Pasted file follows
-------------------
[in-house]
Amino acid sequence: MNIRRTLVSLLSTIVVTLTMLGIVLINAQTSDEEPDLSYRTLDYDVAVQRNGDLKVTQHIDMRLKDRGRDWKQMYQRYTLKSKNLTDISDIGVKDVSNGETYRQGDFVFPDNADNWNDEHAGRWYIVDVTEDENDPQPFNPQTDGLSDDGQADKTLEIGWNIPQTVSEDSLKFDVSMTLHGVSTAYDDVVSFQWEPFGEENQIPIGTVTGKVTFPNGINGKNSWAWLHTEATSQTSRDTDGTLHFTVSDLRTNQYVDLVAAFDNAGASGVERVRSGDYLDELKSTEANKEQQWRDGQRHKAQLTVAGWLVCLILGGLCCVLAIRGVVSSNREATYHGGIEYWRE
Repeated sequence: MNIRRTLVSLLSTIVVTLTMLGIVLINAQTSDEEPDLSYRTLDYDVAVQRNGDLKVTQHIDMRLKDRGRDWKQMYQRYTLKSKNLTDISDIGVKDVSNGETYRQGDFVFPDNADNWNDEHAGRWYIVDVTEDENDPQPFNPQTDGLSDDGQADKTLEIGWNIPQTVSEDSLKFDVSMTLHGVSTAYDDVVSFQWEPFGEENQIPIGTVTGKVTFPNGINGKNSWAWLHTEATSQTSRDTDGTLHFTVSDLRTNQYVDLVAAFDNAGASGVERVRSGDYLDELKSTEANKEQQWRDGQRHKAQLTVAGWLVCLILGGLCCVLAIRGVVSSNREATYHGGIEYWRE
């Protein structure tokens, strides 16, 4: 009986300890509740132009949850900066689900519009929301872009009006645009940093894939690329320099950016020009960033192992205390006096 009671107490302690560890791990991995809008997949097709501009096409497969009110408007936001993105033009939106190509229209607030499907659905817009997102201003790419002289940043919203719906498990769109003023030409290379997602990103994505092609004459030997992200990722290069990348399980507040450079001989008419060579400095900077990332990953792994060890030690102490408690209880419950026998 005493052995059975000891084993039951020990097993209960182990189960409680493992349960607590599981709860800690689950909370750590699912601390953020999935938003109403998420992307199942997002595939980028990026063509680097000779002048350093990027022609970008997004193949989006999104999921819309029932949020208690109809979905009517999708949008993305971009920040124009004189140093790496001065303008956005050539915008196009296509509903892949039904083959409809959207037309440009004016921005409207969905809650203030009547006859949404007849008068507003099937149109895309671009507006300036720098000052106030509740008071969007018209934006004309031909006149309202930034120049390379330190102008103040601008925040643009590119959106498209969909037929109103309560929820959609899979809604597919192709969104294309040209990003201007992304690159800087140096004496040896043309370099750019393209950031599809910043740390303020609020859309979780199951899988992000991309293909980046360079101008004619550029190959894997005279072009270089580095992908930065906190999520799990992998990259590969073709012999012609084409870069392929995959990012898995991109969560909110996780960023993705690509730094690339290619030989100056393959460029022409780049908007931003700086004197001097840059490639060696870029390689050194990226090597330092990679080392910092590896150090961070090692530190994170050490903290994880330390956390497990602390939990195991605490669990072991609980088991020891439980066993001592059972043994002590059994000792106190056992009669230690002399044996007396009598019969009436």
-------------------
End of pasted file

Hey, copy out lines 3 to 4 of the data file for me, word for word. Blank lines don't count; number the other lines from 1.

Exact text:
Repeated sequence: MNIRRTLVSLLSTIVVTLTMLGIVLINAQTSDEEPDLSYRTLDYDVAVQRNGDLKVTQHIDMRLKDRGRDWKQMYQRYTLKSKNLTDISDIGVKDVSNGETYRQGDFVFPDNADNWNDEHAGRWYIVDVTEDENDPQPFNPQTDGLSDDGQADKTLEIGWNIPQTVSEDSLKFDVSMTLHGVSTAYDDVVSFQWEPFGEENQIPIGTVTGKVTFPNGINGKNSWAWLHTEATSQTSRDTDGTLHFTVSDLRTNQYVDLVAAFDNAGASGVERVRSGDYLDELKSTEANKEQQWRDGQRHKAQLTVAGWLVCLILGGLCCVLAIRGVVSSNREATYHGGIEYWRE
């Protein structure tokens, strides 16, 4: 009986300890509740132009949850900066689900519009929301872009009006645009940093894939690329320099950016020009960033192992205390006096 009671107490302690560890791990991995809008997949097709501009096409497969009110408007936001993105033009939106190509229209607030499907659905817009997102201003790419002289940043919203719906498990769109003023030409290379997602990103994505092609004459030997992200990722290069990348399980507040450079001989008419060579400095900077990332990953792994060890030690102490408690209880419950026998 005493052995059975000891084993039951020990097993209960182990189960409680493992349960607590599981709860800690689950909370750590699912601390953020999935938003109403998420992307199942997002595939980028990026063509680097000779002048350093990027022609970008997004193949989006999104999921819309029932949020208690109809979905009517999708949008993305971009920040124009004189140093790496001065303008956005050539915008196009296509509903892949039904083959409809959207037309440009004016921005409207969905809650203030009547006859949404007849008068507003099937149109895309671009507006300036720098000052106030509740008071969007018209934006004309031909006149309202930034120049390379330190102008103040601008925040643009590119959106498209969909037929109103309560929820959609899979809604597919192709969104294309040209990003201007992304690159800087140096004496040896043309370099750019393209950031599809910043740390303020609020859309979780199951899988992000991309293909980046360079101008004619550029190959894997005279072009270089580095992908930065906190999520799990992998990259590969073709012999012609084409870069392929995959990012898995991109969560909110996780960023993705690509730094690339290619030989100056393959460029022409780049908007931003700086004197001097840059490639060696870029390689050194990226090597330092990679080392910092590896150090961070090692530190994170050490903290994880330390956390497990602390939990195991605490669990072991609980088991020891439980066993001592059972043994002590059994000792106190056992009669230690002399044996007396009598019969009436």